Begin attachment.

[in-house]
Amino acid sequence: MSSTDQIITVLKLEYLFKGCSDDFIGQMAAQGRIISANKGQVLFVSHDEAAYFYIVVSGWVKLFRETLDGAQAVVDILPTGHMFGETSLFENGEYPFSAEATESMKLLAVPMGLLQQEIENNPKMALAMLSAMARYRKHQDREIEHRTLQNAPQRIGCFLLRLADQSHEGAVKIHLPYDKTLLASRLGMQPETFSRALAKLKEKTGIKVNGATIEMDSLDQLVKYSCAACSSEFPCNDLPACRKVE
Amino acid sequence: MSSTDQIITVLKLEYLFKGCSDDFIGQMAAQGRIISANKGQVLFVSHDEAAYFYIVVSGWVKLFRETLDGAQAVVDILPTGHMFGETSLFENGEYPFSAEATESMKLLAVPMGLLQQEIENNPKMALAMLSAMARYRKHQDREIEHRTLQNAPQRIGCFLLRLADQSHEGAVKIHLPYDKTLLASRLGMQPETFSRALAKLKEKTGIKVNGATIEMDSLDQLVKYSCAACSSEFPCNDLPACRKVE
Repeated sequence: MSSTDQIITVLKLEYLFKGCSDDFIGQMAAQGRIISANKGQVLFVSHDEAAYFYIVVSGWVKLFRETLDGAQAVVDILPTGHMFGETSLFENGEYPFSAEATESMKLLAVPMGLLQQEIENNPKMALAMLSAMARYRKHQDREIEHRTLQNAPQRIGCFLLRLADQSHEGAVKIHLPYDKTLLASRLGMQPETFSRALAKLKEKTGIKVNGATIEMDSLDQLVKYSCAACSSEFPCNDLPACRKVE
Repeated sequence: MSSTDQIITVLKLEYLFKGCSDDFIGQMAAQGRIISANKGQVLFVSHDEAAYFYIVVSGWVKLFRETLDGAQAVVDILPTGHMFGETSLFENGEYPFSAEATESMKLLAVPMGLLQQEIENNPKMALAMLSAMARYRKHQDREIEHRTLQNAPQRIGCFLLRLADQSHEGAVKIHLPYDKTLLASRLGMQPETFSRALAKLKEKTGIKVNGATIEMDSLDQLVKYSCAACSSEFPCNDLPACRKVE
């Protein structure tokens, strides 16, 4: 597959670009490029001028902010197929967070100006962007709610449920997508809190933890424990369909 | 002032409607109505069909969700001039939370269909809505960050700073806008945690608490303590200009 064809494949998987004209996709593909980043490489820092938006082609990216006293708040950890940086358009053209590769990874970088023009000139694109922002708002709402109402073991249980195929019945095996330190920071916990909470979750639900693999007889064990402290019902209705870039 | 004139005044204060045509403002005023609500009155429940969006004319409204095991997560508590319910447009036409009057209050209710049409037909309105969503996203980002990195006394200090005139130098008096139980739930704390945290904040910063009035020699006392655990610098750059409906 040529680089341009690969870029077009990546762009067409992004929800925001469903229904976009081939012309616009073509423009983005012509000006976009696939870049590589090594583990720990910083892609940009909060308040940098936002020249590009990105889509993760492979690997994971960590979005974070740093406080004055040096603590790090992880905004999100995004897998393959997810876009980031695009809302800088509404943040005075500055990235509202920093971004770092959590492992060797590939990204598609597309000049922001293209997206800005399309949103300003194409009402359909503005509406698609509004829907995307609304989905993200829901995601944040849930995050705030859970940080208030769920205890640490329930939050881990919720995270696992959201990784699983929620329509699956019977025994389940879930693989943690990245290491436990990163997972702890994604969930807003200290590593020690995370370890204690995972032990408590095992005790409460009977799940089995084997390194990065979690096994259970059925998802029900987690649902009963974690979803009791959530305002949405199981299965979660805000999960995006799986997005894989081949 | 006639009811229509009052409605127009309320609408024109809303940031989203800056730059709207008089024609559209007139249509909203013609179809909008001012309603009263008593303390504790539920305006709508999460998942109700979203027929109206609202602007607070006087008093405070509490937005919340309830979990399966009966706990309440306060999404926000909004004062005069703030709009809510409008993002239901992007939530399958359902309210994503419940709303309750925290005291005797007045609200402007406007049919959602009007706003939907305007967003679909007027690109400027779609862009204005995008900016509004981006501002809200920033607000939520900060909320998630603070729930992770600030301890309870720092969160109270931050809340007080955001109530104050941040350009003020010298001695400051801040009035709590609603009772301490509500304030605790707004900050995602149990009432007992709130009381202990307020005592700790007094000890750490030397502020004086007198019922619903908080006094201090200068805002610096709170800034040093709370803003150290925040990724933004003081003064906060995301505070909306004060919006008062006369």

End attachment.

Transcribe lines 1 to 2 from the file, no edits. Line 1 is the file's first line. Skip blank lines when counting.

[in-house]
Amino acid sequence: MSSTDQIITVLKLEYLFKGCSDDFIGQMAAQGRIISANKGQVLFVSHDEAAYFYIVVSGWVKLFRETLDGAQAVVDILPTGHMFGETSLFENGEYPFSAEATESMKLLAVPMGLLQQEIENNPKMALAMLSAMARYRKHQDREIEHRTLQNAPQRIGCFLLRLADQSHEGAVKIHLPYDKTLLASRLGMQPETFSRALAKLKEKTGIKVNGATIEMDSLDQLVKYSCAACSSEFPCNDLPACRKVE